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Is CBD oil a painkiller or snake oil?

by kathleen Williams-Miller
Avery is a 6-month-old orange tabby. She is gorgeous! Her coat is a lovely, dark orange and her big, green eyes are sparkly. Avery is playful and oh so loveable. She’s looking for a forever home where she can curl up and purr. You may be the purrfect match for this sweetie. Come out and meet her.
Courtesy

Some of my best friends are four-legged and furry. When one of them is hurting I hurt too. Freckles, a cute cocker Spaniel who frequents the dog park, is getting old. He was at the park yesterday sort-of limping around.

All the folks expressed sympathy and suggested solutions to alleviate his pain. We talked about shots, but they take a big chunk out of your budget and are tough on your pet’s liver. One lady, who had talked to her vet about CBD oil thought it would be a good idea to try it.

I didn’t know much about CBD but figured it was time to find out. CBD, or cannabidiol is a compound found in cannabis and hemp. It doesn’t contain delta-9-tetrahydrocannabinol (THC), the component in marijuana that gets users high. So what does it do?

According to Dr. Jerry Klein, AKC’s chief veterinary officer, CBD is used because of its anti-inflammatory properties, cardiac benefits, appetite stimulation, anti-nausea, anti-anxiety, and anti-cancer effects. At this time there have been no formal studies but many are underway.

Not all CBD oils are equal so it’s important to find a high-quality organic oil that doesn’t contain pesticides. Check with your veterinarian for brands and dosage. There are many products that contain CBD, but it’s best to buy CBD as a liquid because it is easier to adjust the dose.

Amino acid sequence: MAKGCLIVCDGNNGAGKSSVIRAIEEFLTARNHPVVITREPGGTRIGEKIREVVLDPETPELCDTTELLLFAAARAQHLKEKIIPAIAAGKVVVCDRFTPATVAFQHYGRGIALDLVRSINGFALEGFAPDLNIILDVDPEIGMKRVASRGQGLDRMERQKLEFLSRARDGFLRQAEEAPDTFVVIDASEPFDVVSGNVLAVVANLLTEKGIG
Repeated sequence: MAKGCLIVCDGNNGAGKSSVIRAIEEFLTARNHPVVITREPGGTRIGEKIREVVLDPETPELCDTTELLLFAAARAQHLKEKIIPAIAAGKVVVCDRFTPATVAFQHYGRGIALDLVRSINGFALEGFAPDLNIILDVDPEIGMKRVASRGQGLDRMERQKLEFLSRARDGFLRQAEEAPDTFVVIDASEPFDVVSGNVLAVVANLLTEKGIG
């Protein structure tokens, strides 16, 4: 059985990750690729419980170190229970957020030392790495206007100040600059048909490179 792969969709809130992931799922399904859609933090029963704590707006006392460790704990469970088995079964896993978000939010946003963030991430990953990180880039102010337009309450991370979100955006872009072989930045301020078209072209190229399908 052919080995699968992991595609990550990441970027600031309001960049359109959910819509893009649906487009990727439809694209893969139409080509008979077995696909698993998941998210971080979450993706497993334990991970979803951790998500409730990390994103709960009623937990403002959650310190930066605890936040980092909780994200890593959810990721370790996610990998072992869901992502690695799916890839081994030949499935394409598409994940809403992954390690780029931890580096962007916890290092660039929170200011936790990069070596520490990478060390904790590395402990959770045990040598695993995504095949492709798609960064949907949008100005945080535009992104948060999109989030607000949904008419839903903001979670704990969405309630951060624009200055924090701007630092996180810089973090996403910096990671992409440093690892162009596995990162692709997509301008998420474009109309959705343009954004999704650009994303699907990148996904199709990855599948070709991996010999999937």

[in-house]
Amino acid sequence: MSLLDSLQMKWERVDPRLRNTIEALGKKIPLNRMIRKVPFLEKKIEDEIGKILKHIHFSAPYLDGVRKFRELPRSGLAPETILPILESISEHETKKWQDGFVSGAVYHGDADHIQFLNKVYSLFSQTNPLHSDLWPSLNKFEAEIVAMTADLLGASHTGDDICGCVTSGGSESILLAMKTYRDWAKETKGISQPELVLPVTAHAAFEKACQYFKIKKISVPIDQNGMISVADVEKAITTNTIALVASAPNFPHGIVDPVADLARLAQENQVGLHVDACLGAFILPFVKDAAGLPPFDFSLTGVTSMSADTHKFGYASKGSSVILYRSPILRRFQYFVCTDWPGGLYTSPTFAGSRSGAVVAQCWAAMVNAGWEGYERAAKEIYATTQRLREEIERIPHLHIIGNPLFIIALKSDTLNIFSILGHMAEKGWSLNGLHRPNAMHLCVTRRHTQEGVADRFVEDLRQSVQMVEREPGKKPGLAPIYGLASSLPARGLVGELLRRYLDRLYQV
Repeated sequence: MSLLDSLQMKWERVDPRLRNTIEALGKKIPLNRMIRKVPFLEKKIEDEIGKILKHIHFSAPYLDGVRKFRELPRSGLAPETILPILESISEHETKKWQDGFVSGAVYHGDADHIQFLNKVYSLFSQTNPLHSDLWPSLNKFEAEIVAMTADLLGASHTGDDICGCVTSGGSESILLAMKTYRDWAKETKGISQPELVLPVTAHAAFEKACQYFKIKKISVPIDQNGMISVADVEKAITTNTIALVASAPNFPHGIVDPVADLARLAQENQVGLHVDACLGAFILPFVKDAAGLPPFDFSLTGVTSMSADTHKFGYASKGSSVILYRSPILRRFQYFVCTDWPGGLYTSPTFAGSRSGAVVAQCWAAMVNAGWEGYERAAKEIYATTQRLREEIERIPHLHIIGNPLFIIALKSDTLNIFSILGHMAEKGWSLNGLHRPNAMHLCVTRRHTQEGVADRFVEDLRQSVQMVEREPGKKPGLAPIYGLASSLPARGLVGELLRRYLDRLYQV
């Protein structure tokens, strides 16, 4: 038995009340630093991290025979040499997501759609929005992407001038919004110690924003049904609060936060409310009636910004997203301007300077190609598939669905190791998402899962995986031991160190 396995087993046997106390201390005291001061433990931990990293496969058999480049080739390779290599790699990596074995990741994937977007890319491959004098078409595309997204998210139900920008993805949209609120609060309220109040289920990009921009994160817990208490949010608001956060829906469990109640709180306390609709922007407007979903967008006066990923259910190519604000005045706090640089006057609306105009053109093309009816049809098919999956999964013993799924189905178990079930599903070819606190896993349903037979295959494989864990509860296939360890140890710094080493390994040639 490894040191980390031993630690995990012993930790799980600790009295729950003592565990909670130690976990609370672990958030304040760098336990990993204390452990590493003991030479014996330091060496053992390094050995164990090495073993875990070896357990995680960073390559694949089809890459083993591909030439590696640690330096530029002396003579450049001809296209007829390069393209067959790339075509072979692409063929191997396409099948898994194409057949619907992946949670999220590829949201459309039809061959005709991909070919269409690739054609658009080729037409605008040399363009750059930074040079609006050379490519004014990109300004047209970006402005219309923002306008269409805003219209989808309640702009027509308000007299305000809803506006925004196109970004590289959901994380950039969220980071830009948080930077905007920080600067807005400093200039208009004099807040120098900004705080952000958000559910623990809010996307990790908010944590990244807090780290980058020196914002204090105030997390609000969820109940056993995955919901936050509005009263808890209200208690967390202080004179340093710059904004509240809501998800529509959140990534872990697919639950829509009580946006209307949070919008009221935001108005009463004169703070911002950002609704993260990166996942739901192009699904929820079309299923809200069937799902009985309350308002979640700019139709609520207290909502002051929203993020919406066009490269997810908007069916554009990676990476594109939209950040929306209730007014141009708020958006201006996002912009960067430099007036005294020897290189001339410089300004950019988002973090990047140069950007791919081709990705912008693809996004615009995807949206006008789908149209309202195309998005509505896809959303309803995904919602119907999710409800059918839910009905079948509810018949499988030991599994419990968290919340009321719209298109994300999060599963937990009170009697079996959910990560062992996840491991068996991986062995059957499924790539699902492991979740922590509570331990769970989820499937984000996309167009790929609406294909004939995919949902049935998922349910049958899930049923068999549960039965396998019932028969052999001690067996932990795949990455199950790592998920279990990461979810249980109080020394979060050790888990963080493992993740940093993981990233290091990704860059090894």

Pets cannot overdose from CBD. If it’s not absorbed into the bloodstream it will pass through the urine. Giving your dog too much CBD will not cause harm. Dogs have more cannabinoid receptors than humans, so a little goes a long way.

All I have read is positive, so I think it would be worth a try. Freckles, may get some relief from his arthritis and enjoy romping around the park. Hey, maybe I’ll try it too.

IN NEED OF

Emergency funds for medical interventions. We have had some serious medical problems with a couple of our guests that depleted our veterinary funds. Anything helps!

Items for the CAPS annual garage sale. call 775-423-1814 for details

Aluminum cans. If you have cans to pick up, give us a call (775-423-7500), and we will come get them. You can also drop them off at CAPS.

Folks who need help affording spaying/neutering for dogs or cats. The SNAPS program details are below.

SHOUT OUT TO

To all the folks who donated funds on Facebook. A Four Paw salute to you!

COME SEE US

CAPS will be at Walmart on Saturday, with the Kissin’ Booth and a puckered-up pooch. Come by for a pooch smooch. Be sure to check out our merchandise after you get a pooch smooch! Get something for your favorite Leprechaun!

DON’T FORGET

March Pet Holiday: K9 Veteran’s Day is March 13.

SNAPS is a program offered to Churchill County residents through CAPS that provides low-cost spay/neutering for cats and dogs. To qualify for SNAPS, you need to have one of the following: Medicaid, a child enrolled in NV Check Up Program, food stamps, 2019 tax return stating income is less than $30,000 or Veterans disability card including a photo ID. Also required are a Churchill County ID and a co-pay. For more information, call CAPS at 423-7500.

To donate directly to CAPS on Facebook by just hitting the donate button. You are our guardian angels, and we thank you for your support!

CONTACT CAPS

CAPS’ mailing address is P.O. Box 5128, Fallon, NV 89407. CAPS’ phone number is 775-423-7500. CAPS’ email address is caps@cccomm.net. Please visit the CAPS website (www.capsnevada.com) and Facebook page (Churchill Animal Protection Society). Be sure to “Like” CAPS on Facebook because we are really likeable.

CAPS is open to the public on Tuesday, Wednesday, Friday and Saturday from

10 a.m. to 2 p.m.

Kathleen Williams-Miller is a CAPS volunteer. Contact me, jkwmil@outlook.com.